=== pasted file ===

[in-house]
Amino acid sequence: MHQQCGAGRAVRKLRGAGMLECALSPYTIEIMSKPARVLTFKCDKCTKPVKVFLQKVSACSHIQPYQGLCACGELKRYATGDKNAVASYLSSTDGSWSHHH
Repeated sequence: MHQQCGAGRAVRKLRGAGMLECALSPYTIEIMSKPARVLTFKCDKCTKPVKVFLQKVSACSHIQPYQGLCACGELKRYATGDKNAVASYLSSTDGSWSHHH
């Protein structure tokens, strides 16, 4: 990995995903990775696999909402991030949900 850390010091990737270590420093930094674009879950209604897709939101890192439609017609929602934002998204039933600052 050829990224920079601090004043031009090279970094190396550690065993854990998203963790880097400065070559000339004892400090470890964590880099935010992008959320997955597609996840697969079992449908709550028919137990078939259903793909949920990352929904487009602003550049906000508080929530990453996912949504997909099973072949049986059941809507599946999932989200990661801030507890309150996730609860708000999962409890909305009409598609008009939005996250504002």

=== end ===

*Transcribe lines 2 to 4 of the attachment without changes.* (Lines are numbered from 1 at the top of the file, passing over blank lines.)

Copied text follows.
Amino acid sequence: MHQQCGAGRAVRKLRGAGMLECALSPYTIEIMSKPARVLTFKCDKCTKPVKVFLQKVSACSHIQPYQGLCACGELKRYATGDKNAVASYLSSTDGSWSHHH
Repeated sequence: MHQQCGAGRAVRKLRGAGMLECALSPYTIEIMSKPARVLTFKCDKCTKPVKVFLQKVSACSHIQPYQGLCACGELKRYATGDKNAVASYLSSTDGSWSHHH
């Protein structure tokens, strides 16, 4: 990995995903990775696999909402991030949900 850390010091990737270590420093930094674009879950209604897709939101890192439609017609929602934002998204039933600052 050829990224920079601090004043031009090279970094190396550690065993854990998203963790880097400065070559000339004892400090470890964590880099935010992008959320997955597609996840697969079992449908709550028919137990078939259903793909949920990352929904487009602003550049906000508080929530990453996912949504997909099973072949049986059941809507599946999932989200990661801030507890309150996730609860708000999962409890909305009409598609008009939005996250504002």